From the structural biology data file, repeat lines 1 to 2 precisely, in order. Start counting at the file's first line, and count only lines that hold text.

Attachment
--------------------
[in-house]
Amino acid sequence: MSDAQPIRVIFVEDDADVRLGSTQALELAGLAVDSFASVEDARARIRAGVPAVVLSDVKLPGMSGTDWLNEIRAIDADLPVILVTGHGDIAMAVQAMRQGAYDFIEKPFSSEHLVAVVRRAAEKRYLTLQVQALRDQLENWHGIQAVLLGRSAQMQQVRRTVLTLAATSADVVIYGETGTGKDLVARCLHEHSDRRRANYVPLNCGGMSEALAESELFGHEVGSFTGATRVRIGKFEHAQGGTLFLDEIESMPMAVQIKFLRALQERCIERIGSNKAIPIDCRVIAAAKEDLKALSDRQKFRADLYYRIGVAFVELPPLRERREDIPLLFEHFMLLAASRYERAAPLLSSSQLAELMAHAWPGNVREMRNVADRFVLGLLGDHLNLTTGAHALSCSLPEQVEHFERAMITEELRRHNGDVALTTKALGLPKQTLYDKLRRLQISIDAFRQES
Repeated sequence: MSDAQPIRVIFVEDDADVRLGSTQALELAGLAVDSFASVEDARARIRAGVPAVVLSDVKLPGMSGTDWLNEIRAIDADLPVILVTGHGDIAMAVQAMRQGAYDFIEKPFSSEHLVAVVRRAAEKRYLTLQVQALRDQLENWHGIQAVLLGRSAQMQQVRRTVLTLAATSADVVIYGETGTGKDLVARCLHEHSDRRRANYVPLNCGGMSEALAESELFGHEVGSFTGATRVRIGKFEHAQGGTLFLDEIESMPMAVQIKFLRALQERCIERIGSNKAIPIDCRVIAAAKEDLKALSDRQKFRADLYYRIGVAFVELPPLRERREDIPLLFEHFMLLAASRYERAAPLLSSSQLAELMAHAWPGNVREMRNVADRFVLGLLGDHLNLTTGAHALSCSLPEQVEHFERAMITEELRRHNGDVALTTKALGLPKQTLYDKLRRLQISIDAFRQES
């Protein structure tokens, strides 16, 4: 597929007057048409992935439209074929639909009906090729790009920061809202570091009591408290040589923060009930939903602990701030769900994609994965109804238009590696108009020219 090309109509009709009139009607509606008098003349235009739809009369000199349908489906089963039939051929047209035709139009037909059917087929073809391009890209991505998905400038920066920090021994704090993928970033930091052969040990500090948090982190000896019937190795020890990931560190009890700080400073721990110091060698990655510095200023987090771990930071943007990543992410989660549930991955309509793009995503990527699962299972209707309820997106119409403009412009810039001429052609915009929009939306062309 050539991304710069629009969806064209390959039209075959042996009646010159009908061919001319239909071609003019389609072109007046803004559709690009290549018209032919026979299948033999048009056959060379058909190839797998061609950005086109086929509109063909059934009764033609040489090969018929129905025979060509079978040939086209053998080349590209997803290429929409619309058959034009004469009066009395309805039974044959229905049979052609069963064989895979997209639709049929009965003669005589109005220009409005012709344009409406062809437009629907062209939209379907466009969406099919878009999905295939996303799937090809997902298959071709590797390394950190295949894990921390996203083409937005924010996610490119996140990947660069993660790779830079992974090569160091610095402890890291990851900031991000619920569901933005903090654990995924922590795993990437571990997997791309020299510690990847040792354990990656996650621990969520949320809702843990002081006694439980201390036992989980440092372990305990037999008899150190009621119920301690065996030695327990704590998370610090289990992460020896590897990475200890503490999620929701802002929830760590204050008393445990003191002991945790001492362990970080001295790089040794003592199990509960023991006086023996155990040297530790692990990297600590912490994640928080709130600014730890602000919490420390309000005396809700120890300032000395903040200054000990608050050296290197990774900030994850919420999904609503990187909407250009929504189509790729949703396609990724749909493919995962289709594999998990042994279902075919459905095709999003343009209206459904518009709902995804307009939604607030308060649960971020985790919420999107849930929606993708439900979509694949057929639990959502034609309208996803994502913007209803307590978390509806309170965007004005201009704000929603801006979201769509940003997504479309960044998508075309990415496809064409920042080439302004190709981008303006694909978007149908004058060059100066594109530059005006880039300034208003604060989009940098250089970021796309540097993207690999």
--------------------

[in-house]
Amino acid sequence: MSDAQPIRVIFVEDDADVRLGSTQALELAGLAVDSFASVEDARARIRAGVPAVVLSDVKLPGMSGTDWLNEIRAIDADLPVILVTGHGDIAMAVQAMRQGAYDFIEKPFSSEHLVAVVRRAAEKRYLTLQVQALRDQLENWHGIQAVLLGRSAQMQQVRRTVLTLAATSADVVIYGETGTGKDLVARCLHEHSDRRRANYVPLNCGGMSEALAESELFGHEVGSFTGATRVRIGKFEHAQGGTLFLDEIESMPMAVQIKFLRALQERCIERIGSNKAIPIDCRVIAAAKEDLKALSDRQKFRADLYYRIGVAFVELPPLRERREDIPLLFEHFMLLAASRYERAAPLLSSSQLAELMAHAWPGNVREMRNVADRFVLGLLGDHLNLTTGAHALSCSLPEQVEHFERAMITEELRRHNGDVALTTKALGLPKQTLYDKLRRLQISIDAFRQES